African Americans Interpretations New Deal

  • Created by: Alasdair
  • Created on: 28-04-17 10:57
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  • African Americans and the New Deals interpretations
    • Context
      • The Great Depression had particularly affected rural S and its industries.
      • AAs benefited from general measures of President Roosevelt's New Deal and some specific reforms aimed at ending racial discrimination
    • Gains
      • AA Robert Weaver became Special Adviser on Economic Status of the ***** in 1934 and later head of influential Public Works Administration
        • His appointment led to grants of $45m to build schools, hospitals and homes for AAs
        • Unusually, there was provision made for certain number of AA workers in federal projects for house building
      • AAs benefited from poor relief and job creation projects administered by Federal Emergency Relief Administration from 1933-35 and then World Progress Administration, which followed in 1936.
        • Over 1/4 of million AAs were given literacy help via federal aid projects.
        • Employment training was also provided by National Youth Administration, which was advised by influential AA reformer, Mary McLeod Bethune.
      • Farm Security Administrators gave help to Southern AAs who were hit particularly hard by drop in food and raw material prices after 1929.
      • Roosevelt spoke out against lynchings though no law was passed against them.
        • There were also some appointments of African Americans to ND offices.
      • Defenders of ND's contribution to better race relations point to more of change in atmosphere towards civil rights than very dramatic civil rights legislation.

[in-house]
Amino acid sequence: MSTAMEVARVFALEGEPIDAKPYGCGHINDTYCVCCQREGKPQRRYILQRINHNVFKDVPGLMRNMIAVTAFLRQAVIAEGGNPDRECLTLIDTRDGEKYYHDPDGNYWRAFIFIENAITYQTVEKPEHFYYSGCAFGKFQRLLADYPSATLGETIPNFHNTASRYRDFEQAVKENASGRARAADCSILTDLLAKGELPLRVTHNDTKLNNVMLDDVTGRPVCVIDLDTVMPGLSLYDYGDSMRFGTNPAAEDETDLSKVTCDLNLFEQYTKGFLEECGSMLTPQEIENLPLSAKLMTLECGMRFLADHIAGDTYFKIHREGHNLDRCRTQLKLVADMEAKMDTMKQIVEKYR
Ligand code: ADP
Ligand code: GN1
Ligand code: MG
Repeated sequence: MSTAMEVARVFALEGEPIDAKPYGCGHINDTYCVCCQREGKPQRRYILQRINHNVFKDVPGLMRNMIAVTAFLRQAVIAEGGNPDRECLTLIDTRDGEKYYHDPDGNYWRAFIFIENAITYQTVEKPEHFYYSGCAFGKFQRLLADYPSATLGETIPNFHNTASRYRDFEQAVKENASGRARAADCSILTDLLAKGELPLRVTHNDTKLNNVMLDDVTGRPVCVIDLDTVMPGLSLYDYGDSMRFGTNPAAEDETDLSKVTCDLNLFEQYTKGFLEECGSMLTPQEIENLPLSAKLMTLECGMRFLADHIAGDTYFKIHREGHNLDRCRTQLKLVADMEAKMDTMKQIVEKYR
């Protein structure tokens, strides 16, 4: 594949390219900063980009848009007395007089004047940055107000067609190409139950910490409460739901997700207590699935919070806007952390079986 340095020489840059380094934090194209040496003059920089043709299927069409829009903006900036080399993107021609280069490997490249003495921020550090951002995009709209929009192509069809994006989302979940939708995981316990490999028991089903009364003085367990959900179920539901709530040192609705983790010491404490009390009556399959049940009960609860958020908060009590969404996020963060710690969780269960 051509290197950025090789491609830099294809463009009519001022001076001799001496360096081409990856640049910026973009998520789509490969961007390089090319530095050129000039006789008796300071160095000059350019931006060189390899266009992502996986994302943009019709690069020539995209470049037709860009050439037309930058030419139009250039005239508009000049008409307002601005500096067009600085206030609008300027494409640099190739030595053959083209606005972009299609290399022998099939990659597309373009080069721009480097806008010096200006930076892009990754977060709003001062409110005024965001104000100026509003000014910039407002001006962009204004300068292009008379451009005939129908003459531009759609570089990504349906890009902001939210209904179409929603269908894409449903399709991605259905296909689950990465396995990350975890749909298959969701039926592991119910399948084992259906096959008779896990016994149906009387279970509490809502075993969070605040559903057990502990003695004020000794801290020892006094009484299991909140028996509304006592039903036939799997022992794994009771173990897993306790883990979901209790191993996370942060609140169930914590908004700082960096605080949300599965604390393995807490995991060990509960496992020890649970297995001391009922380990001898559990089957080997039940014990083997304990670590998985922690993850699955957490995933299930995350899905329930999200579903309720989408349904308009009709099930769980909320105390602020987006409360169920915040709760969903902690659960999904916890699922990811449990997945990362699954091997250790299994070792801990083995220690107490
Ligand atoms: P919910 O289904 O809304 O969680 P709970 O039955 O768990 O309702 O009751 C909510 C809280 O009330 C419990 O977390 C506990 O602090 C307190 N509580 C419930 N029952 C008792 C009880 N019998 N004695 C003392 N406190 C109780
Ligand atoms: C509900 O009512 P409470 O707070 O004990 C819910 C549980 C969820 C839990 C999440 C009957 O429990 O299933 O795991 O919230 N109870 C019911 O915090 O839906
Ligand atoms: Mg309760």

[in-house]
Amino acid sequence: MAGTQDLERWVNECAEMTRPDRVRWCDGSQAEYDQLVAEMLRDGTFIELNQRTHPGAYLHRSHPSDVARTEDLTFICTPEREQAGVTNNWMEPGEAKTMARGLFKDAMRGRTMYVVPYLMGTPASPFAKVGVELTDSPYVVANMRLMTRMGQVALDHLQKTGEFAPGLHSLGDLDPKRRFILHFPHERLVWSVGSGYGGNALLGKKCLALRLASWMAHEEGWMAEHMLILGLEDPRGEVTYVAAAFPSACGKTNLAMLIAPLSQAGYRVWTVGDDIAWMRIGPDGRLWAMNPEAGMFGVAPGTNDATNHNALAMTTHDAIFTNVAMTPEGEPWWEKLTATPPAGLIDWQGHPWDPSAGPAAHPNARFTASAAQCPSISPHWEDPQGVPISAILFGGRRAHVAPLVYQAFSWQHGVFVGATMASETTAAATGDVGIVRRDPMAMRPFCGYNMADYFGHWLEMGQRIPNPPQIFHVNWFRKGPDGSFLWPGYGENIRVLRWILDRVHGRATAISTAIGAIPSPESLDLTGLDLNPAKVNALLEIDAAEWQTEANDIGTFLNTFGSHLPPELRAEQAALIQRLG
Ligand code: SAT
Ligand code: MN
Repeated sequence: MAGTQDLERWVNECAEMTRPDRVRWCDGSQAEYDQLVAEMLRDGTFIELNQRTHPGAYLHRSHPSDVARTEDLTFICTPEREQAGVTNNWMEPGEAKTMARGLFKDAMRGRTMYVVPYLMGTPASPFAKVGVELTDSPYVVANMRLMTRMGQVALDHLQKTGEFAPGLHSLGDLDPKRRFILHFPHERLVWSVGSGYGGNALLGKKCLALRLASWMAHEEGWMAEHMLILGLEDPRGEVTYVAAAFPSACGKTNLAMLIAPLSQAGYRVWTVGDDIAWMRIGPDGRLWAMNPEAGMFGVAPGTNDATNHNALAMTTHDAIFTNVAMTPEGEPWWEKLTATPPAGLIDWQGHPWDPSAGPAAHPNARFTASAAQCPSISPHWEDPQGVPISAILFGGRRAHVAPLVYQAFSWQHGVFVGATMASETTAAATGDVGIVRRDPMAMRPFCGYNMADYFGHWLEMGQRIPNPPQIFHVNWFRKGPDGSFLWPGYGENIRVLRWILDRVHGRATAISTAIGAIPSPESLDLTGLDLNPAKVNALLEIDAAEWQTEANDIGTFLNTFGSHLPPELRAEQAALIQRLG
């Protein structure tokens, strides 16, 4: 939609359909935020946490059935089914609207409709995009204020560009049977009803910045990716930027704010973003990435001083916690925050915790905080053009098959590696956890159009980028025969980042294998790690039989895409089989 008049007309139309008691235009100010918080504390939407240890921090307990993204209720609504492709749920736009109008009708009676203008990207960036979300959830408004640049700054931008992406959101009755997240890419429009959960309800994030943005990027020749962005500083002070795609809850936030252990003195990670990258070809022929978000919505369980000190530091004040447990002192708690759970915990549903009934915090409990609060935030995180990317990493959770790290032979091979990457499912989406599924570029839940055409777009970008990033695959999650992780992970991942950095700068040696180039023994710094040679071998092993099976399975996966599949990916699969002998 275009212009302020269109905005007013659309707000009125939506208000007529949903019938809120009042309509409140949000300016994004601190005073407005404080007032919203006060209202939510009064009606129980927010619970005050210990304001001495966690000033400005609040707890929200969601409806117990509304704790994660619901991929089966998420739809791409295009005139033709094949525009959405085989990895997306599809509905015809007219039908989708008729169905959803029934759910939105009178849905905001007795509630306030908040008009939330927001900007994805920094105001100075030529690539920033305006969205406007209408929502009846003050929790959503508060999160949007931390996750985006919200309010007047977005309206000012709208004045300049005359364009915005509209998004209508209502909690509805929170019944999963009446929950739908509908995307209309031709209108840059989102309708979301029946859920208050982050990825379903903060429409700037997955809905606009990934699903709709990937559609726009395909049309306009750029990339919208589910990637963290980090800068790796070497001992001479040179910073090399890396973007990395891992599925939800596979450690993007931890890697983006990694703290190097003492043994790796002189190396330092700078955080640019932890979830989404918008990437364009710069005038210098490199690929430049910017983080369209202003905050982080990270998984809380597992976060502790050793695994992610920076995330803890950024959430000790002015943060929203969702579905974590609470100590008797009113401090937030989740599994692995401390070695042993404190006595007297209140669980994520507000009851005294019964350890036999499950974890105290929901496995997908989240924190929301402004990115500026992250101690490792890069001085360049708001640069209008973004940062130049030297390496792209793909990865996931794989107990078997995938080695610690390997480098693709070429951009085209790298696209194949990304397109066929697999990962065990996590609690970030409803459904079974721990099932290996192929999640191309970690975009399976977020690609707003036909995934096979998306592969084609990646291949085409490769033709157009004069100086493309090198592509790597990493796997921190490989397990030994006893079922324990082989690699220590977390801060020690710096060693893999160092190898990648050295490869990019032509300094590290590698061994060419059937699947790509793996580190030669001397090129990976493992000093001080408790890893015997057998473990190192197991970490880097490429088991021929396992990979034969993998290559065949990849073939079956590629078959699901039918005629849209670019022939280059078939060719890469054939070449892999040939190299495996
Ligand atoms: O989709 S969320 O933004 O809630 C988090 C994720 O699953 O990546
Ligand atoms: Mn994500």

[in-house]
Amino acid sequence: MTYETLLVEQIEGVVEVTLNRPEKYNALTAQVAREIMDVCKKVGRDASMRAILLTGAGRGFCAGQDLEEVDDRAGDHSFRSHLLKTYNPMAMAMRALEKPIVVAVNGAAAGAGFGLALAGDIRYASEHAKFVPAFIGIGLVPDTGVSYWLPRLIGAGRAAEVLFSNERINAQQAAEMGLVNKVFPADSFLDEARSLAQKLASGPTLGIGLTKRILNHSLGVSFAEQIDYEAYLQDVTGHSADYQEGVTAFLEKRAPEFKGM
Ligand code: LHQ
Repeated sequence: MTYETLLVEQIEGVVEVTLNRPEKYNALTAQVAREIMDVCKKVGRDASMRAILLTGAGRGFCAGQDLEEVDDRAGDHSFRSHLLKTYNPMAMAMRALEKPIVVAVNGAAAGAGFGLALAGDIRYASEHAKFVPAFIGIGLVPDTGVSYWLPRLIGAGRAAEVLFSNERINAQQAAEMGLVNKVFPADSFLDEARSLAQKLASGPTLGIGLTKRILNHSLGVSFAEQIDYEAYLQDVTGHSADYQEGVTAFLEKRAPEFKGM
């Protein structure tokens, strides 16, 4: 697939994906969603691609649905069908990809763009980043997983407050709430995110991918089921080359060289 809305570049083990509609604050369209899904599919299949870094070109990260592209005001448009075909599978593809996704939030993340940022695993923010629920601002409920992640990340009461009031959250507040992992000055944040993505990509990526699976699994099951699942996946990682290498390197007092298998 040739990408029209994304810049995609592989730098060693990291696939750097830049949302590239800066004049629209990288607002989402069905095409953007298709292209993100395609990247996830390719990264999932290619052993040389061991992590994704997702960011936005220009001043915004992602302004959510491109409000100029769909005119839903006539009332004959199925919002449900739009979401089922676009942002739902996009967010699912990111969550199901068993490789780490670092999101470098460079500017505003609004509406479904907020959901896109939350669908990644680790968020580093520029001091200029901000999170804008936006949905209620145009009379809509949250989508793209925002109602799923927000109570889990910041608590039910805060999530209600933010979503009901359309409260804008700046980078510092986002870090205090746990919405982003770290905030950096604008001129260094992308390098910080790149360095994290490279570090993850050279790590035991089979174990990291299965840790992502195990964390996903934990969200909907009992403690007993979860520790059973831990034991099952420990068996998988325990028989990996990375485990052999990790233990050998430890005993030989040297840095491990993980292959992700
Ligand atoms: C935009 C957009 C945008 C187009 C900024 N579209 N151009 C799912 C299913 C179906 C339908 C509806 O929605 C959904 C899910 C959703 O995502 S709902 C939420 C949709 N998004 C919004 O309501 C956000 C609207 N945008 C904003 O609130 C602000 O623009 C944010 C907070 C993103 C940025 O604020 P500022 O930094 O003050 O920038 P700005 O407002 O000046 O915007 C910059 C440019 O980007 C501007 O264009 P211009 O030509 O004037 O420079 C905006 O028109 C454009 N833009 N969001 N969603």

• Eleanor Roosevelt supported AA organisations and openly disapproved of segregation.
        • Additionally, NAACP grew in membership in late 1930s
    • Limitations (many gains were countered with setbacks to progress of civil rights during this period)
      • Many poor sharecroppers could not pay rents.
        • Little was done for 200,000 who were evicted.
        • When federal programmes reduced crop production and paid farmers for not producing crops to maintain prices with reduced supply, there was often no money paid directly to poorer African American tenants.
      • AAs suffered disproportionately from unemployment.
      • Attempts to improve working conditions excluded groups where AA labour was most common - agricultural work and domestic service.
      • National Recovery Administration (NRA) attempted to establish fair rates of pay and better conditions, but did not encourage similar requirements in industrial N.
        • Regulations evaded many employers in S
      • Strengthening of unions by Wagner Act tended to ensure big employers used unionised labour - which acted against interests of AAs, who were often merely causal workers and were not members of unions in large numbers.
      • Social Security Act provisions did not apply to bulk of work done by AAs
      • Provision of work by Civilian Conservation Corps to help unemployed did offer some relief to AAs, but labour camps were segregated and type of work offered was not same
        • AA workers received worst and most poorly paid work.
        • Where AA and white workers were employed in federal projects like Tennessee Valley Dam, they were segregated to avoid racial tensions.
      • Roosevelt did not increase AA voting rights.


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